Failed by banks, ombudsman, regulator and Central bank

Stitcher

Frequent Poster
Messages
136
Peemac,
a very astute observation. I too am reassured that young FG are taking this seriously. I believe the CB too are vehemently on our side. I support them all the way as they are forcing banks to deal with this issue. I think that public pressure will help so let's keep the pressure on. I'd love to picket the banks and maybe we should be considering such public action? We have momentum now. Let's capitalize on it.
 

Timeforaction

Registered User
Messages
11
What angers me on top of everything is that the money the banks are withholding from us, OUR money, is still sitting with the banks. So every month that goes by, they are gaining interest on it. They are the ones gaining interest on the money that should be sitting in OUR accounts
 

Threadser

Frequent Poster
Messages
229
What angers me on top of everything is that the money the banks are withholding from us, OUR money, is still sitting with the banks. So every month that goes by, they are gaining interest on it. They are the ones gaining interest on the money that should be sitting in OUR accounts
This makes me so angry too. The compensation being offered of 10/12 % of the total amount overcharged is a paltry amount. There should be credit card type rates of interest charged to the banks for every month they hold onto our money. That would hasten their repayment plans for sure!
 

ryflava

Registered User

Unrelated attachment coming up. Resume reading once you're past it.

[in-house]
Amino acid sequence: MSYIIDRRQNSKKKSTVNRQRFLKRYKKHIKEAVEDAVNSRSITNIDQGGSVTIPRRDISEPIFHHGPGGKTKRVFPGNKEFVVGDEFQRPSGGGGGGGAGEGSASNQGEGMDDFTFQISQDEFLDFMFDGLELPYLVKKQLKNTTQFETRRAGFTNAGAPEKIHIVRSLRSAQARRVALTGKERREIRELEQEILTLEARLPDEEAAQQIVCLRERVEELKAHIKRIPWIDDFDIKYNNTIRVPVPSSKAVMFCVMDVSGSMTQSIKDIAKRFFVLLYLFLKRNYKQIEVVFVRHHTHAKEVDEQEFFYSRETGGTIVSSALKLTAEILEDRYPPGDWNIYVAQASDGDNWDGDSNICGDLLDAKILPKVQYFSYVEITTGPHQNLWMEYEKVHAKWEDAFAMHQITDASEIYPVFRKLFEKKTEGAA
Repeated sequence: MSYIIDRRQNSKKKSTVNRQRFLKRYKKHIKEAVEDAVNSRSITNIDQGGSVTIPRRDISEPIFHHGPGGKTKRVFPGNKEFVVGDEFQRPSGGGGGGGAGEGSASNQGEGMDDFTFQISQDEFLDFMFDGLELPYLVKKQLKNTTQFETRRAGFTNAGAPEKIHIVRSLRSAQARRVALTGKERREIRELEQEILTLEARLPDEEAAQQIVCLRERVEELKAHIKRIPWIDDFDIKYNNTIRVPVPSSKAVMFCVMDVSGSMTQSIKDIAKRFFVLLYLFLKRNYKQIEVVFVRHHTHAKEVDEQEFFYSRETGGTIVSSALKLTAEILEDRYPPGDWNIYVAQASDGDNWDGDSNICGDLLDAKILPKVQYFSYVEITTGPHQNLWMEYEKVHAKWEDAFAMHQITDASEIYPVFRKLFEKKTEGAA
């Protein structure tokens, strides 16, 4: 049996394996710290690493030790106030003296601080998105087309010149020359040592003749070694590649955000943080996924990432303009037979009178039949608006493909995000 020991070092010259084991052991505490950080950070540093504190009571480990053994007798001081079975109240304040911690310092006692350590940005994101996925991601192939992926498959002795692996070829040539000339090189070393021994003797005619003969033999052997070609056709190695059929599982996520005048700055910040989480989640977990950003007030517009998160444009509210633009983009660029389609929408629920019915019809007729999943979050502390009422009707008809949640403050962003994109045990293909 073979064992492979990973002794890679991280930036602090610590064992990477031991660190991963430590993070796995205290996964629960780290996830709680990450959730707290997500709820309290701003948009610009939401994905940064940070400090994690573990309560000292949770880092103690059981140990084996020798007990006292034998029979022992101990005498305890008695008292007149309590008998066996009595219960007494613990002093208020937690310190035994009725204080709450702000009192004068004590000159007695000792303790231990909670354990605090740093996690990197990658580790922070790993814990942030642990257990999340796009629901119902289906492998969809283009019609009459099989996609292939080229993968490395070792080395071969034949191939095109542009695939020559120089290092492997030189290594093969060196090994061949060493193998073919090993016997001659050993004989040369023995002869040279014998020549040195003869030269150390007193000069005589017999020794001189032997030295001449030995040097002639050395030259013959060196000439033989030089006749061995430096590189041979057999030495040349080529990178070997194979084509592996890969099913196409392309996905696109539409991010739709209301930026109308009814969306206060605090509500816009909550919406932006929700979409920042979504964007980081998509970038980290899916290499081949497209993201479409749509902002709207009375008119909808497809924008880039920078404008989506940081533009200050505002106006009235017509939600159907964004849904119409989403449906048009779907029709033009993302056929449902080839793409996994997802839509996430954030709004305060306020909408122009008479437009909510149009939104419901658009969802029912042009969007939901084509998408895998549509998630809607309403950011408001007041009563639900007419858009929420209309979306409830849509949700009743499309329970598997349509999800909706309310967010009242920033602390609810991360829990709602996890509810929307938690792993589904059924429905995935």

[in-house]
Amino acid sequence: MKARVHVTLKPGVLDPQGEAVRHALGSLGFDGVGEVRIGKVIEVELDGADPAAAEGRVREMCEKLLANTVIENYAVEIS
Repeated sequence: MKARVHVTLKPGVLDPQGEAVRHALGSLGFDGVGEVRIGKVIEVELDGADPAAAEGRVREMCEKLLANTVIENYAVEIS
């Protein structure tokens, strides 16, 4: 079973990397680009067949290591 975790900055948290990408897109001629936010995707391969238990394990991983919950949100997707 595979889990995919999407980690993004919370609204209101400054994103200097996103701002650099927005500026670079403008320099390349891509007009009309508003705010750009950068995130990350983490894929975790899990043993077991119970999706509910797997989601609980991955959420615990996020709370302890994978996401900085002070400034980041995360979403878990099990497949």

Messages
25
Absolutely, we have to now keep the pressure on while we have all this in the media & while it's at the forefront of everyone's minds..The banks are hoping it will just go away Not a chance
 

peemac

Frequent Poster
Messages
660
What angers me on top of everything is that the money the banks are withholding from us, OUR money, is still sitting with the banks. So every month that goes by, they are gaining interest on it. They are the ones gaining interest on the money that should be sitting in OUR accounts
Its a mute point. But money market interest rates are currently negative, so they are not gaining any additional interest. If anything, they are losing a tiny bit every day.
 

notabene

Frequent Poster
Messages
357
@peemac they are very low, but would the bank be that generous in terms of compensating them were you in arrears to them?

They are preventing you from accessing your money over the last decade and continuing to do so
 

Mark Watson

Registered User
Messages
42
What about instead of fining the banks and institutions the state sets an additional interest rate set at the unapproved overdraft costs from the day that the tracker was removed till the day of restitution. Add that to the promised capital return etc.
However the question still remains. Will Ulster Bank pay up before Christmas or well into 2018?
 

peemac

Frequent Poster
Messages
660
What about instead of fining the banks and institutions the state sets an additional interest rate set at the unapproved overdraft costs from the day that the tracker was removed till the day of restitution. Add that to the promised capital return etc.
However the question still remains. Will Ulster Bank pay up before Christmas or well into 2018?
I like that idea very much. And quite a logical proposal.
 

delsalmon

Registered User
Messages
26
Easiest solution. Government and CB grow a pair. The accounts effected, mortgage slate completely cleared. Let the banks take a good ol hit. The banks wouldn't dare try pull a fast one again.
Failing that, Padraic Kissane mentioned on Pat Kenny's show that the margin should be calculated from before the fixed rate. Rightly so.
 

Lightening

Frequent Poster